Pain as an important predictor of psychosocial health in patients with rheumatoid arthritis

Delphine S. Courvoisier, Thomas Agoritsas, Jérôme Glauser, Kaleb D Michaud, Fred Wolfe, Eva Cantoni, Thomas V. Perneger, Axel Finckh

Research output: Contribution to journalArticle

26 Scopus citations


To examine the evolution of psychosocial aspects of health-related quality of life in rheumatoid arthritis (RA) patients, and to identify their predictors. Methods. All patients within a Swiss RA cohort and a US RA cohort who completed a Short Form 36 (SF-36) scale at least twice within a 4-year period were included. The primary outcome was psychosocial health as measured by the mental component summary (MCS) score of the SF-36. The evolution of this outcome over time was analyzed using structural equation models, which distinguish between the stable, the variable, and the measurement error components of the outcome's variance. Results. A total of 15,282 patients (48,323 observations) were included. MCS scores were mostly stable over time (between 69% and 75% of the variance was not due to measurement error). The variable component of the SF-36 was mostly due to fluctuations at the moment of measurement and not to a global time trend of psychosocial health. Pain was the most important predictor of both the stable and variable components of psychosocial health, explaining-44% of the observed psychosocial health variance. Conclusion. This large cohort study demonstrates that pain is the most important predictor of a patient's psychosocial health in RA patients. This suggests that physicians should place greater emphasis on pain management.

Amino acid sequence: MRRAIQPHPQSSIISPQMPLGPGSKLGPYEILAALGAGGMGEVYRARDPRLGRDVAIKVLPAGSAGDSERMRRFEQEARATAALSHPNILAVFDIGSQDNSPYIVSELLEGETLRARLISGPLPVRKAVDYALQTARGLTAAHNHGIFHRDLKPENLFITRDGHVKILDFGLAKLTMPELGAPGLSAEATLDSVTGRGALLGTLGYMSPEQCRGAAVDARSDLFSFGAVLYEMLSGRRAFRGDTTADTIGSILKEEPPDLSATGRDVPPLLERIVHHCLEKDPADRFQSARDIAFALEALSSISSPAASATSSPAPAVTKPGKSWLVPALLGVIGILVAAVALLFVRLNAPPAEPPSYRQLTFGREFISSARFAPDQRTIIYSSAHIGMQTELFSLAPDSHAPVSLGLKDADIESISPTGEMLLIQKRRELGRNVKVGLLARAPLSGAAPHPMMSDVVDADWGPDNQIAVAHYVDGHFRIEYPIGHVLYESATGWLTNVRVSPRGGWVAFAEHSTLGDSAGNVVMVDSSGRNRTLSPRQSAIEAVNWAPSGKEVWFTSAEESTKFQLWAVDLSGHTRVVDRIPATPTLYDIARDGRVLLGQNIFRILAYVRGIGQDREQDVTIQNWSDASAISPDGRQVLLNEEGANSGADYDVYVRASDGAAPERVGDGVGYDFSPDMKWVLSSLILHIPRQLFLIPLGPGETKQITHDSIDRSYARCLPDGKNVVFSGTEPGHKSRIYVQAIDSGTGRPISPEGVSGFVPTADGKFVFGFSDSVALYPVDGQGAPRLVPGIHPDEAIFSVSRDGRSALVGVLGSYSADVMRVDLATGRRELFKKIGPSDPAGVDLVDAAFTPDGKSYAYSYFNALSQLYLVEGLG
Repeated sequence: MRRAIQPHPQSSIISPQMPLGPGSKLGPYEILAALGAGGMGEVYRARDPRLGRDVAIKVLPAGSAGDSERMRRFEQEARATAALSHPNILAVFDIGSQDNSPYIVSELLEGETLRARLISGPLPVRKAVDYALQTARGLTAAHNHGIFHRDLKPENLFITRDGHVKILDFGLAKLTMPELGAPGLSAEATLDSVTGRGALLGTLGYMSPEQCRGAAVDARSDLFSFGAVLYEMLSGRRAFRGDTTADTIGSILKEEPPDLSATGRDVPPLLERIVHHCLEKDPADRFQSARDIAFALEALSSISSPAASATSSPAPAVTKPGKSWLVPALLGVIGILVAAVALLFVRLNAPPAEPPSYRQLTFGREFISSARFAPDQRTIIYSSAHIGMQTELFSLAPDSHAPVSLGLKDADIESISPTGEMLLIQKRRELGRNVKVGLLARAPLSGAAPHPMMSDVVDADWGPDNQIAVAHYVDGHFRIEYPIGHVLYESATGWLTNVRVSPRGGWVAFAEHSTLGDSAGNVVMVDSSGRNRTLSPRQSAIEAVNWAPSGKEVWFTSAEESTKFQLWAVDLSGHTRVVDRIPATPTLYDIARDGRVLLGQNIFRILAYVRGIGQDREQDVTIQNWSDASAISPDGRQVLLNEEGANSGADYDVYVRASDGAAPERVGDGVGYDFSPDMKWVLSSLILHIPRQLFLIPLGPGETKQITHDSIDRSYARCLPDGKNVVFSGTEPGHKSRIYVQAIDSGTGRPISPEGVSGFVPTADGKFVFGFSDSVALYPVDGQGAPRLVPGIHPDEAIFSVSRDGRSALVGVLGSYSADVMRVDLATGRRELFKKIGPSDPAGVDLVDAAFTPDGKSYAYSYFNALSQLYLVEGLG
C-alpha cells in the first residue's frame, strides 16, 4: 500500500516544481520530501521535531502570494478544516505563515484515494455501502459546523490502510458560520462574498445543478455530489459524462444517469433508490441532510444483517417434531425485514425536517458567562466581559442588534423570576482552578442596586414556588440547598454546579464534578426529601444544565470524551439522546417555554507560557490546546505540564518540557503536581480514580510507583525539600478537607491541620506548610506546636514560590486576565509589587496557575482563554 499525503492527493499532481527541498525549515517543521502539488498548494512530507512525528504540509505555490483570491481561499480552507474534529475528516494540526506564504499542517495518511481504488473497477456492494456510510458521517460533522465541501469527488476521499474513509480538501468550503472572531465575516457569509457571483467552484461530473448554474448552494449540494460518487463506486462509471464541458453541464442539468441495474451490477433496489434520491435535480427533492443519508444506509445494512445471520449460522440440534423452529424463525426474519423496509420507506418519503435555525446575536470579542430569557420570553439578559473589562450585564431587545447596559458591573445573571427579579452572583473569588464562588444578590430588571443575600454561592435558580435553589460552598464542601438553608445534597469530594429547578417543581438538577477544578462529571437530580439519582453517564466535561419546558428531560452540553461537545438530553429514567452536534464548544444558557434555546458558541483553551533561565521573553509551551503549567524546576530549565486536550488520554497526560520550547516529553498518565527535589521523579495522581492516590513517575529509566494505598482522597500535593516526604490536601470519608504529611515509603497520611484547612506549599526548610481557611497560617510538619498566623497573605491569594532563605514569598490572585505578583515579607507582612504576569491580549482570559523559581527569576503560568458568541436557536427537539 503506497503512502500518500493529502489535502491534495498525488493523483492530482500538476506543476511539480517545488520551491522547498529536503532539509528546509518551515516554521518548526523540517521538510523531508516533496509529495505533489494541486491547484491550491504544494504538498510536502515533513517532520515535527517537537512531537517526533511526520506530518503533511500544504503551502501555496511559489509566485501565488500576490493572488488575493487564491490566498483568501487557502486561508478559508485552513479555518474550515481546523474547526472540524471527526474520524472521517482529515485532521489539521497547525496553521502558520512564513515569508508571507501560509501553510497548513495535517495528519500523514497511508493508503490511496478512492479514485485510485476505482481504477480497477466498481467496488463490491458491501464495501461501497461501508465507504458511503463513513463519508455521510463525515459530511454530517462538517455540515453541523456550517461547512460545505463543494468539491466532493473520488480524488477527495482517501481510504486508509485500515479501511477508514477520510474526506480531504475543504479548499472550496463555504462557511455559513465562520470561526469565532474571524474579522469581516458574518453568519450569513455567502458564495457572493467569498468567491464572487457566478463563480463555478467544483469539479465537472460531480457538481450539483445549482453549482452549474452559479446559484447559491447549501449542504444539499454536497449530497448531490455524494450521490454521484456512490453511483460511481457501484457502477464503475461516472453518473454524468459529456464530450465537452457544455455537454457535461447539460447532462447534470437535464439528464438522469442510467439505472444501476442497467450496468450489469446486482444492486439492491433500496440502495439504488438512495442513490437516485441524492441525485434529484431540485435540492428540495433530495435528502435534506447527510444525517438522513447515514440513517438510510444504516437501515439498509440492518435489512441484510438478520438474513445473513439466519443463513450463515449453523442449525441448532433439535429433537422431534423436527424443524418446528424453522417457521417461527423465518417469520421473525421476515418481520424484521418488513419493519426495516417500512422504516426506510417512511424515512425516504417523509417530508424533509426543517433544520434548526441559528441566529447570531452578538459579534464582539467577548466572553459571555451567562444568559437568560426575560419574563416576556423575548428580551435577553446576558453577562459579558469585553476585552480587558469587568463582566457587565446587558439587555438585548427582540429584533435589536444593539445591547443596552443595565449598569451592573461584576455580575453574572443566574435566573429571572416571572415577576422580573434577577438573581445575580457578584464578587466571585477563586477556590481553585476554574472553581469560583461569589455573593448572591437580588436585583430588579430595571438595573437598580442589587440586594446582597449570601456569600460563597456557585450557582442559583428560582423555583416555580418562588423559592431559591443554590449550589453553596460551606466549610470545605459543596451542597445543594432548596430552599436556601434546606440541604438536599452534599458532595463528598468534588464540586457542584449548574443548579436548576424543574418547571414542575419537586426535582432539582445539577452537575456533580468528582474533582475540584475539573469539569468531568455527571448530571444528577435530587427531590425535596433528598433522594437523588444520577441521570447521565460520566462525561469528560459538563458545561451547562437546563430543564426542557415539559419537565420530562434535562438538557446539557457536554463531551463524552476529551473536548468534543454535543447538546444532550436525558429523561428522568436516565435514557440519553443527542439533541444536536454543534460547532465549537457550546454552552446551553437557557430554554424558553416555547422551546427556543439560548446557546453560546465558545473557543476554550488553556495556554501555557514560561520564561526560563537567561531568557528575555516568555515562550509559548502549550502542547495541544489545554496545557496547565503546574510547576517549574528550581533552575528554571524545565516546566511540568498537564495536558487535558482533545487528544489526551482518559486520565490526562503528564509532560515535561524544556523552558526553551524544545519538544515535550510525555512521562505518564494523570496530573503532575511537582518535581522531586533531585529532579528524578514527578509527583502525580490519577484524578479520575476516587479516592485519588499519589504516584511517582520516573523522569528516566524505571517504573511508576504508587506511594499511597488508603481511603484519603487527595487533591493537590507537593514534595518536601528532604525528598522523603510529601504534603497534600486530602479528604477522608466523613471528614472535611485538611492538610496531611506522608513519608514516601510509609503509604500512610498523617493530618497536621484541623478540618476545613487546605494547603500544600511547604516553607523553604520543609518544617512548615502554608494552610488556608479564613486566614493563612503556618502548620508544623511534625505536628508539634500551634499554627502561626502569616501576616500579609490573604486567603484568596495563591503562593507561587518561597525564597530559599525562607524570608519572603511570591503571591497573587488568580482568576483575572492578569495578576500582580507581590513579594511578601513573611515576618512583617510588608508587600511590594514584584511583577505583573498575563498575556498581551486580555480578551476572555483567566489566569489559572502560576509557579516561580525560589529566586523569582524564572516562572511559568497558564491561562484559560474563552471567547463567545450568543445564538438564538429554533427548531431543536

Original languageEnglish (US)
Pages (from-to)190-196
Number of pages7
JournalArthritis Care and Research
Issue number2
Publication statusPublished - Feb 1 2012


ASJC Scopus subject areas

  • Rheumatology

Cite this

Courvoisier, D. S., Agoritsas, T., Glauser, J., Michaud, K. D., Wolfe, F., Cantoni, E., ... Finckh, A. (2012). Pain as an important predictor of psychosocial health in patients with rheumatoid arthritis. Arthritis Care and Research, 64(2), 190-196.